1939 Erzincan earthquake

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1939 Erzincan earthquake
1939 Erzincan earthquake is located in Turkey
1939 Erzincan earthquake
UTC time 1939-12-26 23:57:23
ISC event 902291
Local date December 27, 1939 (1939-12-27)
Local time 1:57:23 a.m.
Magnitude 7.8 Mw [1]
Depth 20 km (12 mi) [1]
Epicenter 39°46′N 39°35′E / 39.77°N 39.58°E / 39.77; 39.58Coordinates: 39°46′N 39°35′E / 39.77°N 39.58°E / 39.77; 39.58 [1]
Fault North Anatolian Fault
Type Strike-slip
Areas affected Erzincan Province
Total damage $20 million [2]
Max. intensity XII (Extreme) [3]
Tsunami .53 m (1 ft 9 in) [2]
Casualties 32,700–32,968 dead [2]
100,000 injured [2]

The 1939 Erzincan earthquake struck eastern Turkey at 1:57:23 a.m. on 27 December local time with a moment magnitude of 7.8 and a maximum Mercalli intensity of XII (Extreme). This was one of the largest in a sequence of violent shocks to affect Turkey along the North Anatolian Fault between 1939 and 1999.

The first stage of the earthquake killed about 8,000 people. The next day, it was reported that the death toll had risen to 20,000. An emergency rescue operation began. By January 5, almost 33,000 had died due to the earthquakes and to blizzard conditions, followed by heavy rains that caused floods.[4] So extensive was the damage to Erzincan city that its old site was entirely abandoned and a new settlement was founded a little further to the north.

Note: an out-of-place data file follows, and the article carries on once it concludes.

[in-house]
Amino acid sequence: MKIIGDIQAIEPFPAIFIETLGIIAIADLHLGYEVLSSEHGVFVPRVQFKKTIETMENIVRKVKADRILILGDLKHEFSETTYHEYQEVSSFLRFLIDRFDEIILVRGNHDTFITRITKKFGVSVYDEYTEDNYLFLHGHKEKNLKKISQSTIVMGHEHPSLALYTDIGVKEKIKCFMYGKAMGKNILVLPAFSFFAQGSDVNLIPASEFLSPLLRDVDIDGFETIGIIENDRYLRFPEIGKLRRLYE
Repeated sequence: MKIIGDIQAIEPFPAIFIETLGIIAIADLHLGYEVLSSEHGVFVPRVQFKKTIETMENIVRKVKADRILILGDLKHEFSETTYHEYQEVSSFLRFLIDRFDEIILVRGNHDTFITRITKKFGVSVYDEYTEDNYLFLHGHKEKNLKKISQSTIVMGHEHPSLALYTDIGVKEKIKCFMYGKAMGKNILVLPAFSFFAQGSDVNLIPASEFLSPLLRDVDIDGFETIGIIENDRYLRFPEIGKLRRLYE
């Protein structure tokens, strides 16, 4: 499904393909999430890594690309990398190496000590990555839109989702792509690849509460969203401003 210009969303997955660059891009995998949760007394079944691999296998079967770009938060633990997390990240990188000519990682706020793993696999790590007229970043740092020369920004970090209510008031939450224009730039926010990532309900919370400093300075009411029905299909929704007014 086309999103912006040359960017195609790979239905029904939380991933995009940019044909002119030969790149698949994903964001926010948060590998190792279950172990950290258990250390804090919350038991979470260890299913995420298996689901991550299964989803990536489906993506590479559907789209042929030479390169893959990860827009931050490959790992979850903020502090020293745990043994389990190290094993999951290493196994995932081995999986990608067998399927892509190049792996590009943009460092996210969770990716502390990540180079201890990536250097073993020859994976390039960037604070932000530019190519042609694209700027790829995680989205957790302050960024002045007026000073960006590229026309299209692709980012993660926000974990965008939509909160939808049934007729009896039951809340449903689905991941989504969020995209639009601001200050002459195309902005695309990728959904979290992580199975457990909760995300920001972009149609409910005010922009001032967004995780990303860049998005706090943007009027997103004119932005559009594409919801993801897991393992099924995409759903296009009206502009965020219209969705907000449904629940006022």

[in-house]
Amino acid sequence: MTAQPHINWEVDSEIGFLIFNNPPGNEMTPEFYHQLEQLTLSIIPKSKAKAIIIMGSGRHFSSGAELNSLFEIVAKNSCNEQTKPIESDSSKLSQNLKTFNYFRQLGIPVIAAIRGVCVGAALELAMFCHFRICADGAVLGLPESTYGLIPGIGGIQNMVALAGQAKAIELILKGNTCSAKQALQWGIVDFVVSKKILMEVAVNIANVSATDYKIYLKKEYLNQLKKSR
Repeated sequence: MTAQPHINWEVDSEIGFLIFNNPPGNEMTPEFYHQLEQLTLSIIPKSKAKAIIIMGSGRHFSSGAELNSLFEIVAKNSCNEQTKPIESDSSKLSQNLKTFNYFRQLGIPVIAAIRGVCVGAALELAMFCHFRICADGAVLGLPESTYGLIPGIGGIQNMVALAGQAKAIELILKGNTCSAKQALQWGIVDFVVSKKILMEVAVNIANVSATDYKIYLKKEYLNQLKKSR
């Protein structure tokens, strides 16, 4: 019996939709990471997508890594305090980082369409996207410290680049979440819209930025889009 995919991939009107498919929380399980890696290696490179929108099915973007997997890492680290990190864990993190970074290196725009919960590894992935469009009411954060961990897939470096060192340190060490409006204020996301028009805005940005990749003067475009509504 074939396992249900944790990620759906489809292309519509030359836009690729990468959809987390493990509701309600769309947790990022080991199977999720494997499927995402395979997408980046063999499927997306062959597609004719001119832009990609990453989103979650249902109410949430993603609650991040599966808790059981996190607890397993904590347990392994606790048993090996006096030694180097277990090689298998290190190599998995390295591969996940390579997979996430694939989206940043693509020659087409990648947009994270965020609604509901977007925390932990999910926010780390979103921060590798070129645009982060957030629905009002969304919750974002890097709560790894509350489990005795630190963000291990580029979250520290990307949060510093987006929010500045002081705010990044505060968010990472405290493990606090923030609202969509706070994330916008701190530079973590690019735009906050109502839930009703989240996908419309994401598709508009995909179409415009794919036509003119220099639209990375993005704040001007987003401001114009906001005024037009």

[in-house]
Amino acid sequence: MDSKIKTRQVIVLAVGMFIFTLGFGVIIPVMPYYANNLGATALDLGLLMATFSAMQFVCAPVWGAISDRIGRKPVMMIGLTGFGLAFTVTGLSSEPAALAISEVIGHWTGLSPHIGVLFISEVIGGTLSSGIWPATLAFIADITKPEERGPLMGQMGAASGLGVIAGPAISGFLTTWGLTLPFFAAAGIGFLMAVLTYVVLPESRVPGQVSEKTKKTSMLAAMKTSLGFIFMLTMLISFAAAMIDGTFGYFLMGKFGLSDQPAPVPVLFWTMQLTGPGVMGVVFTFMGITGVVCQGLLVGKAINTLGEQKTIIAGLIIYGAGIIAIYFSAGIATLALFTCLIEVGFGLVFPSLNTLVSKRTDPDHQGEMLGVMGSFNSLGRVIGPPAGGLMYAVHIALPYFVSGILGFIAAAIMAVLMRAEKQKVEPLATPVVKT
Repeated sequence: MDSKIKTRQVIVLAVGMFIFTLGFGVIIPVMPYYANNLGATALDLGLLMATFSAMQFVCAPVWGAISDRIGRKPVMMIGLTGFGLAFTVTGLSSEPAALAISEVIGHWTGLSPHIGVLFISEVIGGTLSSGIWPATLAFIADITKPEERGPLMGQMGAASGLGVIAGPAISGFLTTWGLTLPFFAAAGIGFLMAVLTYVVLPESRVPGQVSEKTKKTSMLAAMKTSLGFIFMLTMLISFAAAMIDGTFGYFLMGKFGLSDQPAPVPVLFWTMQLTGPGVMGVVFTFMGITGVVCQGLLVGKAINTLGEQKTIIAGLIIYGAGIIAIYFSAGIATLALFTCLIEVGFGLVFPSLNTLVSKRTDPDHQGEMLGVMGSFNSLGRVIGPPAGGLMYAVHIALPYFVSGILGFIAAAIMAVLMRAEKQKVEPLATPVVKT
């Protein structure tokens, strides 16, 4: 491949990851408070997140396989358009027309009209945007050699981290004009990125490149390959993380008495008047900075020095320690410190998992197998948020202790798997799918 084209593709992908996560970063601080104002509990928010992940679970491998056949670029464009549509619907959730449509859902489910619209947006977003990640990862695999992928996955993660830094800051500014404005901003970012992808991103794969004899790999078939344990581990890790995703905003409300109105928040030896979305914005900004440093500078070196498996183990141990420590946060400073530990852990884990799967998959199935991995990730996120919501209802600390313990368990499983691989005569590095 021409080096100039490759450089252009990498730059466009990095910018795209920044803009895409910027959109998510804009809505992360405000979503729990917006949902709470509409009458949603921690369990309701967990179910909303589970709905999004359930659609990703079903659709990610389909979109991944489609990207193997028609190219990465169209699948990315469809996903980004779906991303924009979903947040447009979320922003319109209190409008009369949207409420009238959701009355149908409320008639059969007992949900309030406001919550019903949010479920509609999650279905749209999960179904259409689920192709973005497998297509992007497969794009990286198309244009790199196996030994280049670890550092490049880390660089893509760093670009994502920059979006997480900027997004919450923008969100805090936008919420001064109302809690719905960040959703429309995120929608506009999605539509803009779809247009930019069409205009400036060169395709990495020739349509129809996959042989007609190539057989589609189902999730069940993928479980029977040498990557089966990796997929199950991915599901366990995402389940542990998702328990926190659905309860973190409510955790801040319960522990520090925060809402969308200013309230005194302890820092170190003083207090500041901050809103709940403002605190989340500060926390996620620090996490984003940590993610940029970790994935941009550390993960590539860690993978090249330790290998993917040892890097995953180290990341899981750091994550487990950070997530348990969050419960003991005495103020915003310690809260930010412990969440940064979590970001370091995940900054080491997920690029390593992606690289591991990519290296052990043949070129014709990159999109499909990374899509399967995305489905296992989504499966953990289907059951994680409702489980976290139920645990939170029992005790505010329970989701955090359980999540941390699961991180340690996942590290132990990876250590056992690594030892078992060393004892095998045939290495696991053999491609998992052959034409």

In the next few years there were three more 7+ magnitude quakes in the region.[5] Turkey soon adopted seismic building regulations.[6]

See also[edit]


  1. ^ a b c ISC (2015), ISC-GEM Global Instrumental Earthquake Catalogue (1900–2009), Version 2.0, International Seismological Centre 
  2. ^ a b c d USGS (September 4, 2009), PAGER-CAT Earthquake Catalog, Version 2008_06.1, United States Geological Survey 
  3. ^ National Geophysical Data Center / World Data Service (NGDC/WDS), Significant Earthquake Database, National Geophysical Data Center, NOAA, doi:10.7289/V5TD9V7K 
  4. ^ Ranguelov, Boyko. "The Erzincan 1939 Earthquake" (PDF). Second Balkan Geophysical Conference and Exhibition. Retrieved 26 December 2012. 
  5. ^ "Major Turkish Earthquakes of the 20th Century". Buffalo, NY: MCEER. 2010. Retrieved 26 December 2012. 
  6. ^ Reitherman, R. (2012). Earthquakes and Engineers: An International History. American Society of Civil Engineers. pp. 226–228. ISBN 978-0-7844-1071-4. 

External links[edit]